Posters, objects and photos from the period of the Chinese Cultural Revolution (1966-1976)
An exhibition organised jointly by the Open Society Archives and the Centre for the Study of Democracy of the Westminster University.
From 19th February to 24th March Centrális Gallery (Nádor utca 11.) presented an extraordinary exhibition of pieces from the Chinese Poster Collection of the Westminster University, London.
At the time of their creation these materials were under stricter prohibition than in the decadent Western culture. While the names Antonioni, the Beatles or Sartre were tolerated in Budapest, Mao Zetong, Jiang Qing or Lin Biao were only pronounced with obligatory disapproval by those loyal to the regimes of Central and Eastern Europe. Yet, were it not for Mao, the still worshiped '68 would not have taken place and the Hungarian democratic opposition would never have emerged. For the silence around what was believed to be true socialism made many realise, for the first time, that the socialism of the 1960s was not the real one.
What can visitors expect to see? They can see the Red Book, and the ideological rubber doll. They can imagine how Chinese toddlers sitting on the pot studied the teaching of the Great Helmsman just to get up and play anti-imperialists and critics of deviationists, and prepare with toy guns for the fight that would leave socialism the single ideology on Earth. They can also expect to see a great many posters calling the people of the Divine Empire to build socialism, to annihilate the enemy, to increase production and follow Dazhai's and Daqing's example, as taught by Mao. The posters were also designed to convince the people that outside of China the teaching of the Chairman was studied and followed in several Asian, African and Latin American countries. And the Chairman was ubiquitous. Like a red-hot Sun he lit up the hearts of his subjects who had to content themselves with the light of 25-watt bulbs if they wanted illumination other than ideological.
Misery, chaos, mass terror and national repression. These were the pictures that circulated in the press of the socialist world of that period. China was severely criticised by the Soviet Union for its nationality policy and occasionally it appeared to be the safe harbour for Uigurs and Kazakhs fleeing from Xinjiang. True, many of the refugees soon found themselves in prison camps as violators of frontiers, rather than in a safe haven.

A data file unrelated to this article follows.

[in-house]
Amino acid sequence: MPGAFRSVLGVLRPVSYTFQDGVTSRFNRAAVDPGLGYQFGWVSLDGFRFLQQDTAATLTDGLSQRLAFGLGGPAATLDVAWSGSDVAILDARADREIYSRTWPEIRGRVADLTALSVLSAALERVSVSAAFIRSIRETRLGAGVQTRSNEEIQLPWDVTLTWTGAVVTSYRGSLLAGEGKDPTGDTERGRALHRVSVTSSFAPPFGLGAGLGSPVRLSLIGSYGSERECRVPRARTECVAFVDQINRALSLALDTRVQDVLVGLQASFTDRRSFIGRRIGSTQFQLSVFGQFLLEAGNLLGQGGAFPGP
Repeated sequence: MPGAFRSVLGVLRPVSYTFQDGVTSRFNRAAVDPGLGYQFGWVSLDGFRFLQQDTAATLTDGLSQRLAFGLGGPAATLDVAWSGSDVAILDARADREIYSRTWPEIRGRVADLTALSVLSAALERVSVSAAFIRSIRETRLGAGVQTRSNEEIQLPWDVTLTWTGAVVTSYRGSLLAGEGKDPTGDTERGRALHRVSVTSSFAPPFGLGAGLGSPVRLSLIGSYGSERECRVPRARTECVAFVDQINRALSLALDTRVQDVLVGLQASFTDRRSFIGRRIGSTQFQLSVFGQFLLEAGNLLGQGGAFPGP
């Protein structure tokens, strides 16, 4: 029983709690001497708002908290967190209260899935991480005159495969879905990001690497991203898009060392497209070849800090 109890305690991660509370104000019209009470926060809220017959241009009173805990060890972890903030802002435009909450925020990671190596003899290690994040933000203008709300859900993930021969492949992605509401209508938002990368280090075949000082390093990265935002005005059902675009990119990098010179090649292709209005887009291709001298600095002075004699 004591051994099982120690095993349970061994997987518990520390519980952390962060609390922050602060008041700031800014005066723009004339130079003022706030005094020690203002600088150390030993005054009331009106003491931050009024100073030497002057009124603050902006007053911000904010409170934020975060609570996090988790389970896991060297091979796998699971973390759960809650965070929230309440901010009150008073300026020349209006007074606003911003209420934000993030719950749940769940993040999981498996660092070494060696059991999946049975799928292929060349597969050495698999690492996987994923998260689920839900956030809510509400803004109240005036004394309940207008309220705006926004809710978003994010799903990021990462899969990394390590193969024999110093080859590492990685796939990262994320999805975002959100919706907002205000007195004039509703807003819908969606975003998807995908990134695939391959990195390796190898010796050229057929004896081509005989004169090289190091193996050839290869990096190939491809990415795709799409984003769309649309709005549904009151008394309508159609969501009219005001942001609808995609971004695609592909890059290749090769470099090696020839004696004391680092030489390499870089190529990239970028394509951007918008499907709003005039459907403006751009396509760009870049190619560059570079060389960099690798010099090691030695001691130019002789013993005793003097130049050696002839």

Nevertheless, it would not be fair to show only the chaos and mass hysteria. No political propagandist, however ingenious, is able to make nearly one billion people believe a lie for a decade. The enthusiasm must have had some basis even if now, sobering, it is the Chinese who feel particularly ashamed and refuse to remember how it all happened.
In order to clarify this effect not only the tools used by the official China to make fanatics of its subjects are displayed, but also the impact of this process on Hungary. The curiosity of the exhibition is that it addresses the impact of Maoism on Eastern and Central Europe, something never before presented to the Hungarian public. And finally, having gone through the exhibition, visitors will see a photo collection on show for the first time. Dénes Baracs, a former correspondent of the Hungarian News Agency in Beijing, has published three books on China of the 1970s and 80s. Photos of his own life, however, are first exhibited in public here. An Eastern-Central European citizen in Beijing. It must have been an extraordinary life. Let's have a look at it!
In accordance with the OSA's belief that the controversial issues presented at Galeria Centralis could be viewed from more than one aspect, and to this affect following the wish expressed by the Chinese Embassy in Budapest, the Central European University will offer its space for the exhibition and film show that will be organized by the Chinese Embassy itself starting on the 18th February, 2001, at 6:15pm.